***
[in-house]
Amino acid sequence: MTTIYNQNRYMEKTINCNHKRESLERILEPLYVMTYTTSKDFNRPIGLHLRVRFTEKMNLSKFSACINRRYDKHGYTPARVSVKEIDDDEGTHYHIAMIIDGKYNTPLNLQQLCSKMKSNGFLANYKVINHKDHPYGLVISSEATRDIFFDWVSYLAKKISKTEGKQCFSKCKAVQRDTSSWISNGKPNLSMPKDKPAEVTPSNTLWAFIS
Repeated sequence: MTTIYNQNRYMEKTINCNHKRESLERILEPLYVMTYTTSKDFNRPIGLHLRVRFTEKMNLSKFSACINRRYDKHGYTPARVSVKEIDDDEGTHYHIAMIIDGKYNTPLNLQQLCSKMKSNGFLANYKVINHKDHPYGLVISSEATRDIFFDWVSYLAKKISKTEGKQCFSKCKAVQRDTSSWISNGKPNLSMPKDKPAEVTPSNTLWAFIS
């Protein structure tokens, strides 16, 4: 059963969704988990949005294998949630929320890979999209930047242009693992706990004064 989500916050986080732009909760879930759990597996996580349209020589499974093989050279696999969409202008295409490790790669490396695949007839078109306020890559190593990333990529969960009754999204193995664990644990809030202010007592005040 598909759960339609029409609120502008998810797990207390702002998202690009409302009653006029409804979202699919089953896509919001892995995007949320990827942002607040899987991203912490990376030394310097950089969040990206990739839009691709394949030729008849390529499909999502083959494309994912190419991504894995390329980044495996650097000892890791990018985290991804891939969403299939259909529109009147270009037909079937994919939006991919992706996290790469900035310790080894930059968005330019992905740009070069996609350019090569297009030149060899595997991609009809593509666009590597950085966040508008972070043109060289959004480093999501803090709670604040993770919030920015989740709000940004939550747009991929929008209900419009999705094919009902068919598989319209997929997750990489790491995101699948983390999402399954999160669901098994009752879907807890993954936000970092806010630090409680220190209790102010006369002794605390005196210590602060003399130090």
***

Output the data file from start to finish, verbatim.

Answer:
[in-house]
Amino acid sequence: MTTIYNQNRYMEKTINCNHKRESLERILEPLYVMTYTTSKDFNRPIGLHLRVRFTEKMNLSKFSACINRRYDKHGYTPARVSVKEIDDDEGTHYHIAMIIDGKYNTPLNLQQLCSKMKSNGFLANYKVINHKDHPYGLVISSEATRDIFFDWVSYLAKKISKTEGKQCFSKCKAVQRDTSSWISNGKPNLSMPKDKPAEVTPSNTLWAFIS
Repeated sequence: MTTIYNQNRYMEKTINCNHKRESLERILEPLYVMTYTTSKDFNRPIGLHLRVRFTEKMNLSKFSACINRRYDKHGYTPARVSVKEIDDDEGTHYHIAMIIDGKYNTPLNLQQLCSKMKSNGFLANYKVINHKDHPYGLVISSEATRDIFFDWVSYLAKKISKTEGKQCFSKCKAVQRDTSSWISNGKPNLSMPKDKPAEVTPSNTLWAFIS
């Protein structure tokens, strides 16, 4: 059963969704988990949005294998949630929320890979999209930047242009693992706990004064 989500916050986080732009909760879930759990597996996580349209020589499974093989050279696999969409202008295409490790790669490396695949007839078109306020890559190593990333990529969960009754999204193995664990644990809030202010007592005040 598909759960339609029409609120502008998810797990207390702002998202690009409302009653006029409804979202699919089953896509919001892995995007949320990827942002607040899987991203912490990376030394310097950089969040990206990739839009691709394949030729008849390529499909999502083959494309994912190419991504894995390329980044495996650097000892890791990018985290991804891939969403299939259909529109009147270009037909079937994919939006991919992706996290790469900035310790080894930059968005330019992905740009070069996609350019090569297009030149060899595997991609009809593509666009590597950085966040508008972070043109060289959004480093999501803090709670604040993770919030920015989740709000940004939550747009991929929008209900419009999705094919009902068919598989319209997929997750990489790491995101699948983390999402399954999160669901098994009752879907807890993954936000970092806010630090409680220190209790102010006369002794605390005196210590602060003399130090």